Only 19% of finance leaders describe digital change as top priority

27 November 2018 Authored by Consultancy.uk

With digital transformation the top priority for many aspects of modern business, with innovations presenting a key chance to get a leg up on competitors, it has been revealed that CFOs broadly do not share this enthusiasm. According to a new study, less than one in five view digital change as a top priority, while feeling uncomfortable with change programmes when they do occur.

In a climate of anxiety, Chief Financial Officers at companies across the world face up to seemingly unresolvable uncertainties surrounding Brexit in the UK and the mounting threat of international trade wars more generally. As CFOs have grown more risk-averse, and are predictably placing greater emphasis on defensive strategies for the coming years, they are increasingly turning to technology to help them combat this array of issues. To that end, a recent survey by Accenture found that eight in ten CFOs were spearheading digital transformation at firms where it was occurring.

This is a positive scenario for many firms, as thanks to their role and skillset, many CFOs are actually the ideal candidate to take such a leading position. The combination of their financial acumen to develop the business case for digital change projects and their placement in the firm which enables them to showcase how digital tools can transform the efficiency and productivity of their own department. Unfortunately, according to RSM, while a growing number have done this, many are yet to grasp this opportunity.

Finance leaders' attitudes to a digital change

The new study from the auditing and advisory firm demonstrates that while 92% of finance leaders believe digital will have a moderate or major impact on their role over the long term, a mere 19% describe digital change as their top priority. This demonstrates a failure among many Finance departments to understand how digitalisation intersects with other issues, or how it can improve a company's survives the.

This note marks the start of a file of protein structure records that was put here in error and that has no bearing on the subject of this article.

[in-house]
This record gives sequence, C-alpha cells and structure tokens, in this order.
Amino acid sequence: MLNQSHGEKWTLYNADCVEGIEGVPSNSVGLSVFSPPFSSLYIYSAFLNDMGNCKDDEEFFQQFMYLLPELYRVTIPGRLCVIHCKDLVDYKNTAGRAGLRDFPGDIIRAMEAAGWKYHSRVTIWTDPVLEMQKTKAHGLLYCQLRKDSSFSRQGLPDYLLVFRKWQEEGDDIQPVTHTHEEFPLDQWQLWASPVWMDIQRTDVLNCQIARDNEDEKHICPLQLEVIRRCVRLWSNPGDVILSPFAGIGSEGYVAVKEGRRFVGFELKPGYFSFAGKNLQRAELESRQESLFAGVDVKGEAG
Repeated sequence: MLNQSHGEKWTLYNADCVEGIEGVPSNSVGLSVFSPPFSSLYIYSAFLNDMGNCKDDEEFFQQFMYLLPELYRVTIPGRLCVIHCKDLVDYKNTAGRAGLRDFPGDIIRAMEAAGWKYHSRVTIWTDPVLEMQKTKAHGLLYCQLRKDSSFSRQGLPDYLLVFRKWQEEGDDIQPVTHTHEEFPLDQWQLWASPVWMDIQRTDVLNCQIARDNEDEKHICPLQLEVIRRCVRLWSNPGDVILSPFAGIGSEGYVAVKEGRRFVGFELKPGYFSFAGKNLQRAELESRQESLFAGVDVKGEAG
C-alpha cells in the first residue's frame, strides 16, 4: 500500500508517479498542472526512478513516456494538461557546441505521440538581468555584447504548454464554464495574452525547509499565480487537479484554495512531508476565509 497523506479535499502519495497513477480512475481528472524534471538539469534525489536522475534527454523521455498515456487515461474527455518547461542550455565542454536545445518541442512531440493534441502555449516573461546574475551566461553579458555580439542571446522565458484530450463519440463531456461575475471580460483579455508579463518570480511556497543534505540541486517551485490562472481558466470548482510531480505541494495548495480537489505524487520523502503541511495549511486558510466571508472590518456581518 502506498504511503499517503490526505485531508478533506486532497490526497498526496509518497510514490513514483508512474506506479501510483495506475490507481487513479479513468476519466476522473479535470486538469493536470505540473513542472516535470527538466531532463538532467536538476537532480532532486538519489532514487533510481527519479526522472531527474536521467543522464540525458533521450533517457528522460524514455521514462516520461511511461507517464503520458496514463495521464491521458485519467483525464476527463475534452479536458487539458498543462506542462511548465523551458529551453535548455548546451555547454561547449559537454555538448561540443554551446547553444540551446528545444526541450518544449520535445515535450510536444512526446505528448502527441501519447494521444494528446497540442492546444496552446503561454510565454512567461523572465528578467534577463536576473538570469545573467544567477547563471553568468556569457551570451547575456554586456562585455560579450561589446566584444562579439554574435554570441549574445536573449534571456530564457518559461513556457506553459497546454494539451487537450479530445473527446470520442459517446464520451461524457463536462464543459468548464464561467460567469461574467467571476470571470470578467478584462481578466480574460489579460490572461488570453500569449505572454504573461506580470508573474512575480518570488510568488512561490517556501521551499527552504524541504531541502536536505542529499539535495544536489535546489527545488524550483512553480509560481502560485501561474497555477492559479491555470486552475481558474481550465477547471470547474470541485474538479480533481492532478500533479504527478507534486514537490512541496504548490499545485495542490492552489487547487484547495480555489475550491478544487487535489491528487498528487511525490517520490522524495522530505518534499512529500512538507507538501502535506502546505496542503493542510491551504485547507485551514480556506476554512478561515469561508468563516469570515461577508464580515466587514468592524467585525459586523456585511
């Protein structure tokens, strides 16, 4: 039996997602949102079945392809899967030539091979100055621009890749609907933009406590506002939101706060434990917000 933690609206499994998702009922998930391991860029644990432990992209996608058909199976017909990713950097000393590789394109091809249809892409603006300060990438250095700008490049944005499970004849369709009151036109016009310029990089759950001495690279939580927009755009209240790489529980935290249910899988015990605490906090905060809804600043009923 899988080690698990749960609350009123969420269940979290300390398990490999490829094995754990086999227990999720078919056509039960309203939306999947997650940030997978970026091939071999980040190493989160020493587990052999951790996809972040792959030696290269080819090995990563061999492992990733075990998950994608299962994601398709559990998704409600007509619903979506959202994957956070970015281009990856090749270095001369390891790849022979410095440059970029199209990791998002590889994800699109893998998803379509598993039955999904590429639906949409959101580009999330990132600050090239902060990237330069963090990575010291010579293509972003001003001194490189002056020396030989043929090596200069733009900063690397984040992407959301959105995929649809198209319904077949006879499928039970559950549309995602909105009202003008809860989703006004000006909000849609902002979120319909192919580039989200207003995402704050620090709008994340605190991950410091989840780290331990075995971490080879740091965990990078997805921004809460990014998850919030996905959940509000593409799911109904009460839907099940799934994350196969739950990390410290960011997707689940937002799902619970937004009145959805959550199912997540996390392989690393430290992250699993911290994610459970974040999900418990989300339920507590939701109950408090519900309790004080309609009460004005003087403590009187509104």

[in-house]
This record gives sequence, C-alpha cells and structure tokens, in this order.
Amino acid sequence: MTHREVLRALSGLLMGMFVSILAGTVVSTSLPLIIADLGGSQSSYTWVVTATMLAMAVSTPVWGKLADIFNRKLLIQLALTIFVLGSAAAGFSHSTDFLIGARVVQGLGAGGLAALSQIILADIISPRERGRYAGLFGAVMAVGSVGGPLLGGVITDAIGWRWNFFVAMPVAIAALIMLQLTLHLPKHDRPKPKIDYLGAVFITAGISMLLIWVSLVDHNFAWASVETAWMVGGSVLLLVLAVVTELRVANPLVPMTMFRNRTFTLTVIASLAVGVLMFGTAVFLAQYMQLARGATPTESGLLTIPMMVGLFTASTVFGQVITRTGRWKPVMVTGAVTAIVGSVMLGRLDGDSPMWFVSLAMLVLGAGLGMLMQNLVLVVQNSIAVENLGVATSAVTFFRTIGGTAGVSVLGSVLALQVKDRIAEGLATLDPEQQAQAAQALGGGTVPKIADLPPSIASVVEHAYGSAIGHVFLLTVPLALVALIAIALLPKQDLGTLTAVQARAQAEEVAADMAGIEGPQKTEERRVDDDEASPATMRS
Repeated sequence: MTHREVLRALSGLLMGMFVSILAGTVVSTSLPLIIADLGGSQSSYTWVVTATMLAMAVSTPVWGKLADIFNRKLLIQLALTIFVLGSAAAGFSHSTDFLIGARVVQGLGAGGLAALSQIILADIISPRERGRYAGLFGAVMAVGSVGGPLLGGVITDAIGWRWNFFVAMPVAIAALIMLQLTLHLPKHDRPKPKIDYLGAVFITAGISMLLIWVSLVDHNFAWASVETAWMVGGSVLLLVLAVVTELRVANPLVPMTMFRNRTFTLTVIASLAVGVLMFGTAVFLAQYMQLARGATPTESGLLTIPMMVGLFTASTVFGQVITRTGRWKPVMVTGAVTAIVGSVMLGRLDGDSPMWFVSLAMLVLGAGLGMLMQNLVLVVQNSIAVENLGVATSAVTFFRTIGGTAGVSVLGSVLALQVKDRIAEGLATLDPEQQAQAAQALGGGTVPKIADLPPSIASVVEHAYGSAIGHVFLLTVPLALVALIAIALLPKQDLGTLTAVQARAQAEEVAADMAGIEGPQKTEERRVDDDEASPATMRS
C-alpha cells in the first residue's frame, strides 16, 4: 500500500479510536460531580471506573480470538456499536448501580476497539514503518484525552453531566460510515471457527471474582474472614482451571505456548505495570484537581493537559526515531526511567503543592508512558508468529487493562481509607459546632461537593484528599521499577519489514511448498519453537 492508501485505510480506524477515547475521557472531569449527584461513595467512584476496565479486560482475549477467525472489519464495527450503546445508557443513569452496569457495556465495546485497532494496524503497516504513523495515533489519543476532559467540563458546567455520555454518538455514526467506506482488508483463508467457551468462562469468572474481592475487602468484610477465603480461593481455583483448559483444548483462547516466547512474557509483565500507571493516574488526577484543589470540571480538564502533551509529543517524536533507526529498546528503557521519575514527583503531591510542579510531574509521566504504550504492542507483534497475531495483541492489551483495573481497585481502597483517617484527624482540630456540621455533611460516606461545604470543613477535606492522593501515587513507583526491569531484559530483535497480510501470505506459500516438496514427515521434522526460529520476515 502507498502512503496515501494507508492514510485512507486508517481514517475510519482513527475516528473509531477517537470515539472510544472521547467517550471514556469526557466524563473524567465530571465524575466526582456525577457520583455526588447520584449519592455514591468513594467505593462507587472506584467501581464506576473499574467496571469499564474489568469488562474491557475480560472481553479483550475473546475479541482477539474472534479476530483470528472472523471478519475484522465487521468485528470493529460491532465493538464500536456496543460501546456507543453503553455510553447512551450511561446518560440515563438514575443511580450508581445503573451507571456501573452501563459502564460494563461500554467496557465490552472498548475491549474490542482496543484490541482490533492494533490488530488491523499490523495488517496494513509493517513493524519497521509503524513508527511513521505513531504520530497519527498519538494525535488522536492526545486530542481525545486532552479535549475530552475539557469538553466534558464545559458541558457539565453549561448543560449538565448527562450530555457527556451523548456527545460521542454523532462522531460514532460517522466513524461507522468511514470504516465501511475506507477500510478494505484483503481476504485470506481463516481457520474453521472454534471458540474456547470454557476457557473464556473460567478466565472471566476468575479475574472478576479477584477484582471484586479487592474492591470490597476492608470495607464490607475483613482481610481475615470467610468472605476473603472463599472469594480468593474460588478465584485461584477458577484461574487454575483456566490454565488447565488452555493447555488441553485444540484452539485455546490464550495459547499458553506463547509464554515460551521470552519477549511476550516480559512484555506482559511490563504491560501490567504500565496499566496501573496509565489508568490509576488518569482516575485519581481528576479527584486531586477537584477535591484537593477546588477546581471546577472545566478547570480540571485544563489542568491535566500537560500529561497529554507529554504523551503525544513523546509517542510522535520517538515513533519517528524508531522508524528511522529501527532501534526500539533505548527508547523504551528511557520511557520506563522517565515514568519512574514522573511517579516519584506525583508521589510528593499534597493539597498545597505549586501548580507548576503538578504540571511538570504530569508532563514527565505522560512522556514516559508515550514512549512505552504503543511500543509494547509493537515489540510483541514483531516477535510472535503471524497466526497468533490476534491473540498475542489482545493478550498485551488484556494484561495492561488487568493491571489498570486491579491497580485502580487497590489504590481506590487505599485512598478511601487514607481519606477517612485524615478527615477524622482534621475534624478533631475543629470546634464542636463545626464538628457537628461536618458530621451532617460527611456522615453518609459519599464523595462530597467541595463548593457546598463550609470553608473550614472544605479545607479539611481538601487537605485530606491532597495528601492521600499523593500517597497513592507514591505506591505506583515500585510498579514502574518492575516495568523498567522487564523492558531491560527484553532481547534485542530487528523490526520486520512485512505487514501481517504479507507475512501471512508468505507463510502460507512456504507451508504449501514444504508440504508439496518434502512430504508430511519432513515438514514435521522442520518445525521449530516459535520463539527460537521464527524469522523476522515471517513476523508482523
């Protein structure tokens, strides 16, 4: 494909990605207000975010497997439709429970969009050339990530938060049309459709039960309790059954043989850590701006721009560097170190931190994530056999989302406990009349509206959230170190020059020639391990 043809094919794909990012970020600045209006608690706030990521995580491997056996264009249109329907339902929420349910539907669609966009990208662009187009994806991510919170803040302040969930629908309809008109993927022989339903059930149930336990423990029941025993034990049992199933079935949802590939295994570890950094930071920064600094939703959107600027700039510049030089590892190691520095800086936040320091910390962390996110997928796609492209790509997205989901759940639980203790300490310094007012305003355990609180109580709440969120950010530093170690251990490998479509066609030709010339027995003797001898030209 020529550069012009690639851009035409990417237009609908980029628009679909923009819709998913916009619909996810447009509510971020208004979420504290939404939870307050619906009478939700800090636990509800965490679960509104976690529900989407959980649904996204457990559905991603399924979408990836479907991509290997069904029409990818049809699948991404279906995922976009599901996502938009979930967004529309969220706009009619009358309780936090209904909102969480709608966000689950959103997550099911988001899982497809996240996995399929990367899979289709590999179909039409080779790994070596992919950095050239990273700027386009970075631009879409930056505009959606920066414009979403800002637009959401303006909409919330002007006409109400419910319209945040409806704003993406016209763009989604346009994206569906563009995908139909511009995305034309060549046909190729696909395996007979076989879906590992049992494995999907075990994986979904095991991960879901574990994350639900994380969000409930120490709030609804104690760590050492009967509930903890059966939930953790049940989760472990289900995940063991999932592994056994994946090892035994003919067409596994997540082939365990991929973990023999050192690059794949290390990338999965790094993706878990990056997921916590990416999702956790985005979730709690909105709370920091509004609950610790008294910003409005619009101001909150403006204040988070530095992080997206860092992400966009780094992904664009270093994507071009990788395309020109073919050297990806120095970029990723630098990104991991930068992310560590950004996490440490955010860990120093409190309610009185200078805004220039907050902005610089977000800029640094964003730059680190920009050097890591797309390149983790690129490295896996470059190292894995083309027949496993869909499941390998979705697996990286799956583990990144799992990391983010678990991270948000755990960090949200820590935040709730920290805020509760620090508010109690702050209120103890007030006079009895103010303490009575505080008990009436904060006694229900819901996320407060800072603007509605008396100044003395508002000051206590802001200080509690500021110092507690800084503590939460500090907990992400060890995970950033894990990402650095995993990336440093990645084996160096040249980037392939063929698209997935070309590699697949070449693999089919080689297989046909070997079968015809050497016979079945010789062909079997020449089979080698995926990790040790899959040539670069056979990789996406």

Part of the unwillingness to interact with digitalisation likely stems from a lack of confidence in CFOs' own abilities. Within the c-suite, CFOs are the least confident in their potential to lead digital change projects. Just 25% said they had all the skills they need to do this. This compared to 57% of business leaders more generally, and 51% of IT leaders. The title of a professional’s role also seems to play a role in compartmentalising their perception of their remit, as CFOs believe digital change is more the job of the business leader or the IT leader than the finance leader.

Technologies finance leaders have adopted in their organisations

RSM also found that finance leaders are slow to adopt new technologies for their own departments. The right digital updates can transform the way the finance function operates – slashing the time it takes to process transactions, reducing the use of valuable resources, and making it possible for teams to collaborate on richer and faster insights for the management of a firm. 

However, just 42% of finance leaders have adopted cloud computing. In a fast-moving digital world, this will only hold teams back. To further illustrate that point, RSM found that big data and analytics had been deployed by only 27%, while only 14% had engaged in automation and AI solutions.

In conclusion, the authors summarised, “Too often, finance leaders are so overwhelmed by the day job – pulling and presenting business insights and preparing for month or year-end – that they struggle to find the time to horizon scan for new innovations. Yet technology is the one investment that can reduce their time spent on these activities. Those who are able to reconcile their day job and a digital change agenda will, over the long-term, find success in a digital world. Those that don’t run the risk of remaining uncompetitive in a fast-changing world.”

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